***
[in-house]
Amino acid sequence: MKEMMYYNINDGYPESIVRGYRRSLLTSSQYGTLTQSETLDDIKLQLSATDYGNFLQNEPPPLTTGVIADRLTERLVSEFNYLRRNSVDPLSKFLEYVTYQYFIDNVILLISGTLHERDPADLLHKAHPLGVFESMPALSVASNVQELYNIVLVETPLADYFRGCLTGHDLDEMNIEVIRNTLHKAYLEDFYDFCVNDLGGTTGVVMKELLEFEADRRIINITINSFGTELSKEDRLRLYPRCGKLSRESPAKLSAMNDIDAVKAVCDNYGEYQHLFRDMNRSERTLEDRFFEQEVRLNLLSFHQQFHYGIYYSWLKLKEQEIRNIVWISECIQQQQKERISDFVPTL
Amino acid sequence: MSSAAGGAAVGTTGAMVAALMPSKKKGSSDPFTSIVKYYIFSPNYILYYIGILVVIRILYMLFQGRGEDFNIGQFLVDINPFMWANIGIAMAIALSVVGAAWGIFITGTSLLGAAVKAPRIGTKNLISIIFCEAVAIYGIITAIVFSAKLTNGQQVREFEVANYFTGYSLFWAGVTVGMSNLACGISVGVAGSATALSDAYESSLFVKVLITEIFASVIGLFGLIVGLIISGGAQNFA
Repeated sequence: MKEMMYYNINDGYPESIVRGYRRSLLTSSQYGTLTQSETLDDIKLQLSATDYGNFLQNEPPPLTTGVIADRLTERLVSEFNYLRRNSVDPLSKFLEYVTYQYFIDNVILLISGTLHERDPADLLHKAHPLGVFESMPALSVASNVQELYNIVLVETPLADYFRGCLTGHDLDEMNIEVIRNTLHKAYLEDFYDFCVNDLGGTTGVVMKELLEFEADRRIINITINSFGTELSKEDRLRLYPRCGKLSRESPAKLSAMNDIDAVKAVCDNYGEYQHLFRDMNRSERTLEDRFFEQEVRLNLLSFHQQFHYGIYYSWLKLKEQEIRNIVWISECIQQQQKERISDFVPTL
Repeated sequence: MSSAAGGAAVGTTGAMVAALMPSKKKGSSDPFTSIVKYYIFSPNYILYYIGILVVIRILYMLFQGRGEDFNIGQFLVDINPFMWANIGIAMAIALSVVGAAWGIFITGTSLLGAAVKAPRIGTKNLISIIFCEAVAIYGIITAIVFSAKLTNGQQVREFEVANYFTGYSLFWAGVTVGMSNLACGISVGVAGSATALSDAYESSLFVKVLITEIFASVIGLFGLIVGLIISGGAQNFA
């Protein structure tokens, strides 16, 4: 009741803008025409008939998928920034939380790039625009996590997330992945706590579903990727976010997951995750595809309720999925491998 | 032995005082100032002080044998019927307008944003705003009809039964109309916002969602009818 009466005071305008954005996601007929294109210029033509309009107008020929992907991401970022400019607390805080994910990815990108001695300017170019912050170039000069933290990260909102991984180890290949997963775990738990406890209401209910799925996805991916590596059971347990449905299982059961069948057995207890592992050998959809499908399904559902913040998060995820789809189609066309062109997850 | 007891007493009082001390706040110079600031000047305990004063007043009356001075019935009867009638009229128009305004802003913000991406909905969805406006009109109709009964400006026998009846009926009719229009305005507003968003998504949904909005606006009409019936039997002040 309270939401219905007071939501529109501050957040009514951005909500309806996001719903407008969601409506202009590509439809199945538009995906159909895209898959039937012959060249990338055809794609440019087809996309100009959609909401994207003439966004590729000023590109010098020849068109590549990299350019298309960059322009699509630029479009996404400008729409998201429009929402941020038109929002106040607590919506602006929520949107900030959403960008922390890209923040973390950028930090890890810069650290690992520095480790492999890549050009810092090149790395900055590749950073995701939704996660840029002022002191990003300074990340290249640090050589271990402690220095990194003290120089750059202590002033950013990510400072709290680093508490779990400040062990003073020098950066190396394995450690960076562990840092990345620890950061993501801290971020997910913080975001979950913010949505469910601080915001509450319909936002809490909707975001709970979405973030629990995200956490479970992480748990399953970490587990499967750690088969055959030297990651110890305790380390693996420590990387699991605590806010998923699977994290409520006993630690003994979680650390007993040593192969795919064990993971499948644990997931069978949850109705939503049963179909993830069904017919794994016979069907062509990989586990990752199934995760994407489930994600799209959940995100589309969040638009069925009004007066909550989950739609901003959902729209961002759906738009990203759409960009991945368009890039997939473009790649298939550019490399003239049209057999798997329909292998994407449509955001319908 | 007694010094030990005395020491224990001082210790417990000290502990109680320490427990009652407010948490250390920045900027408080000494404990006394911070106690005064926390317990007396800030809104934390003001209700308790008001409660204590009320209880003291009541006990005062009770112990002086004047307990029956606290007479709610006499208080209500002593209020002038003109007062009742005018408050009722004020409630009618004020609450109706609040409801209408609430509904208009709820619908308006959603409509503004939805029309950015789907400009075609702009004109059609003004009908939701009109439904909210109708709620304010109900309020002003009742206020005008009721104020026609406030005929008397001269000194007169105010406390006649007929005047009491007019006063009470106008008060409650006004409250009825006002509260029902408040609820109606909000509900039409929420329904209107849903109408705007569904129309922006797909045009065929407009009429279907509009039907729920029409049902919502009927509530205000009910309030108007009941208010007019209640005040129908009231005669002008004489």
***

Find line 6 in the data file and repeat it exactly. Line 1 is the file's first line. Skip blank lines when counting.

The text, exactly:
């Protein structure tokens, strides 16, 4: 009741803008025409008939998928920034939380790039625009996590997330992945706590579903990727976010997951995750595809309720999925491998 | 032995005082100032002080044998019927307008944003705003009809039964109309916002969602009818 009466005071305008954005996601007929294109210029033509309009107008020929992907991401970022400019607390805080994910990815990108001695300017170019912050170039000069933290990260909102991984180890290949997963775990738990406890209401209910799925996805991916590596059971347990449905299982059961069948057995207890592992050998959809499908399904559902913040998060995820789809189609066309062109997850 | 007891007493009082001390706040110079600031000047305990004063007043009356001075019935009867009638009229128009305004802003913000991406909905969805406006009109109709009964400006026998009846009926009719229009305005507003968003998504949904909005606006009409019936039997002040 309270939401219905007071939501529109501050957040009514951005909500309806996001719903407008969601409506202009590509439809199945538009995906159909895209898959039937012959060249990338055809794609440019087809996309100009959609909401994207003439966004590729000023590109010098020849068109590549990299350019298309960059322009699509630029479009996404400008729409998201429009929402941020038109929002106040607590919506602006929520949107900030959403960008922390890209923040973390950028930090890890810069650290690992520095480790492999890549050009810092090149790395900055590749950073995701939704996660840029002022002191990003300074990340290249640090050589271990402690220095990194003290120089750059202590002033950013990510400072709290680093508490779990400040062990003073020098950066190396394995450690960076562990840092990345620890950061993501801290971020997910913080975001979950913010949505469910601080915001509450319909936002809490909707975001709970979405973030629990995200956490479970992480748990399953970490587990499967750690088969055959030297990651110890305790380390693996420590990387699991605590806010998923699977994290409520006993630690003994979680650390007993040593192969795919064990993971499948644990997931069978949850109705939503049963179909993830069904017919794994016979069907062509990989586990990752199934995760994407489930994600799209959940995100589309969040638009069925009004007066909550989950739609901003959902729209961002759906738009990203759409960009991945368009890039997939473009790649298939550019490399003239049209057999798997329909292998994407449509955001319908 | 007694010094030990005395020491224990001082210790417990000290502990109680320490427990009652407010948490250390920045900027408080000494404990006394911070106690005064926390317990007396800030809104934390003001209700308790008001409660204590009320209880003291009541006990005062009770112990002086004047307990029956606290007479709610006499208080209500002593209020002038003109007062009742005018408050009722004020409630009618004020609450109706609040409801209408609430509904208009709820619908308006959603409509503004939805029309950015789907400009075609702009004109059609003004009908939701009109439904909210109708709620304010109900309020002003009742206020005008009721104020026609406030005929008397001269000194007169105010406390006649007929005047009491007019006063009470106008008060409650006004409250009825006002509260029902408040609820109606909000509900039409929420329904209107849903109408705007569904129309922006797909045009065929407009009429279907509009039907729920029409049902919502009927509530205000009910309030108007009941208010007019209640005040129908009231005669002008004489």